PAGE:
Hidden from plain sight, postcard-perfect Tuba Island aspires to be a world-class model of sustainable and green
development for an island destination.
Perhaps it was my blinkered vision of paradise but as I rode my rented motorcycle around Tuba Island, a feeling of nostalgia mixed with heady triumph swept over me. Nostalgia because the scene that unfolded before me was like a blast from the past – idyllic and tranquil, with buffaloes grazing at the fallow padi fields, and chickens nearby while fishermen were repairing their fishing nets by the sea.
Coming from the opposite direction was a group of
school children racing on their bicycles merrily.
‘Heady triumph’ because this seemed like the discovery of the year for me – a pristine island off Langkawi
Archipelago of 99 islands that’s still stuck in a time warp. Scattered around the island were jungles, lush foliage, sandy beaches and rocky coastlines that form part of the Dayang Bunting Marble Geoforest Park, one of three geoforest parks that make up Langkawi’s UNESCO-designated Geopark.
There I was with the wind blowing into my face as I rode past the picturesque landscape at a slow 40km per hour. I was savouring every moment of that journey into the past as fresh sea breeze enveloped my entire being.
In my naïve reckoning, I was half hoping that this little secret of Langkawi would remain like this for a long time to come. A precious time capsule in a world rushing towards progress and fast-paced development.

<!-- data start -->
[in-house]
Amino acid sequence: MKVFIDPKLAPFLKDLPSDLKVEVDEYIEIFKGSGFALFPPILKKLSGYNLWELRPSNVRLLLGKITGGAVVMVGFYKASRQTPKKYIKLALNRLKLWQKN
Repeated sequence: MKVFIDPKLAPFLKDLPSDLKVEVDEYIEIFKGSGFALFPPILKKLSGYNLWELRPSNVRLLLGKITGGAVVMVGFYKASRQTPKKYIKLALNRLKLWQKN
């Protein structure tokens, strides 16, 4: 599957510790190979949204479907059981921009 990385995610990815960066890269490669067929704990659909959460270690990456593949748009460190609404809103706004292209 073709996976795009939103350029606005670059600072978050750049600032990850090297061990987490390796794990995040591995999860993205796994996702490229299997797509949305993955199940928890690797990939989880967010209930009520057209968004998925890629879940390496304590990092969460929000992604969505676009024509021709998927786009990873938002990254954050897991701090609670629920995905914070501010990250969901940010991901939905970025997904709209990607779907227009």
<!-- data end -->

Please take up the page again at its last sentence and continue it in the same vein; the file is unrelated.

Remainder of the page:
The food specialty of the island, prawn and crab noodles further sealed that sentiment – it was the most delicious meal I have had so far in Langkawi, and very affordable too. “This island paradise should continue to preserve its pristine charm and any developments should be as sustainable as possible,” I’d thought.
That was exactly the same sentiment echoed by Rosly Selamat, a committee member of Friends of Langkawi Geopark (FLAG), an NGO based in Langkawi. Rosly is no stranger to Tuba Island having first set foot there in 2016 at the behest of a friend who owns a beach house at Teluk Puyuh. Rosly too was similarly captivated by the island’s untouched condition.
“Tuba should have a carefully structured and sustainable plan moving forward,” he opines, adding that the island can set the best example in the world to emulate for sustainable development of an island destination.
“Tuba can be world class in this sense and make it to the world tourism map, sharing with the world our correct sustainable approach,” he voices his hope.
“It must be seen as an extension of the tourism value-chain even though the authorities have overlooked a lot of the basic infrastructure on the island such as the lack of tourist information centre, no maintenance of tourism sites, insufficient signage and no public toilets.”